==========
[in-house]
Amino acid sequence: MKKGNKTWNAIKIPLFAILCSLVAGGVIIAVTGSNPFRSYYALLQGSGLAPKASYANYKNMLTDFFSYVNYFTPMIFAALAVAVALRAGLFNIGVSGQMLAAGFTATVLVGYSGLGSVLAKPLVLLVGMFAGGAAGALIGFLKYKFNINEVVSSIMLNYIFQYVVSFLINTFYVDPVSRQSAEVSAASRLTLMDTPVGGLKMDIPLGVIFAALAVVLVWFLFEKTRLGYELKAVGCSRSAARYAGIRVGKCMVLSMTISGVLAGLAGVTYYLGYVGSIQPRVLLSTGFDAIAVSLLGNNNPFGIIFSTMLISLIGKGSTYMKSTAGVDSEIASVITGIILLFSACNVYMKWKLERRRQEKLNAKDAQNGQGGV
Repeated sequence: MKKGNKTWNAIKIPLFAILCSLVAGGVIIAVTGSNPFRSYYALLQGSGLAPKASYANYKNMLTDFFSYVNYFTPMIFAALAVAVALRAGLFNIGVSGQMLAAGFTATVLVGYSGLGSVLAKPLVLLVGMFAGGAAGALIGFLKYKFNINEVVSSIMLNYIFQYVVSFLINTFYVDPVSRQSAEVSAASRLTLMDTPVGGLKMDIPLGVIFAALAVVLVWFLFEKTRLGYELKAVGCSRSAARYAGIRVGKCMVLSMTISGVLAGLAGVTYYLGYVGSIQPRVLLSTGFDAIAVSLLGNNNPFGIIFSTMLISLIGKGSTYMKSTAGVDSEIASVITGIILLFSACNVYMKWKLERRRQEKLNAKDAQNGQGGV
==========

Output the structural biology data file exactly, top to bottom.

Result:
[in-house]
Amino acid sequence: MKKGNKTWNAIKIPLFAILCSLVAGGVIIAVTGSNPFRSYYALLQGSGLAPKASYANYKNMLTDFFSYVNYFTPMIFAALAVAVALRAGLFNIGVSGQMLAAGFTATVLVGYSGLGSVLAKPLVLLVGMFAGGAAGALIGFLKYKFNINEVVSSIMLNYIFQYVVSFLINTFYVDPVSRQSAEVSAASRLTLMDTPVGGLKMDIPLGVIFAALAVVLVWFLFEKTRLGYELKAVGCSRSAARYAGIRVGKCMVLSMTISGVLAGLAGVTYYLGYVGSIQPRVLLSTGFDAIAVSLLGNNNPFGIIFSTMLISLIGKGSTYMKSTAGVDSEIASVITGIILLFSACNVYMKWKLERRRQEKLNAKDAQNGQGGV
Repeated sequence: MKKGNKTWNAIKIPLFAILCSLVAGGVIIAVTGSNPFRSYYALLQGSGLAPKASYANYKNMLTDFFSYVNYFTPMIFAALAVAVALRAGLFNIGVSGQMLAAGFTATVLVGYSGLGSVLAKPLVLLVGMFAGGAAGALIGFLKYKFNINEVVSSIMLNYIFQYVVSFLINTFYVDPVSRQSAEVSAASRLTLMDTPVGGLKMDIPLGVIFAALAVVLVWFLFEKTRLGYELKAVGCSRSAARYAGIRVGKCMVLSMTISGVLAGLAGVTYYLGYVGSIQPRVLLSTGFDAIAVSLLGNNNPFGIIFSTMLISLIGKGSTYMKSTAGVDSEIASVITGIILLFSACNVYMKWKLERRRQEKLNAKDAQNGQGGV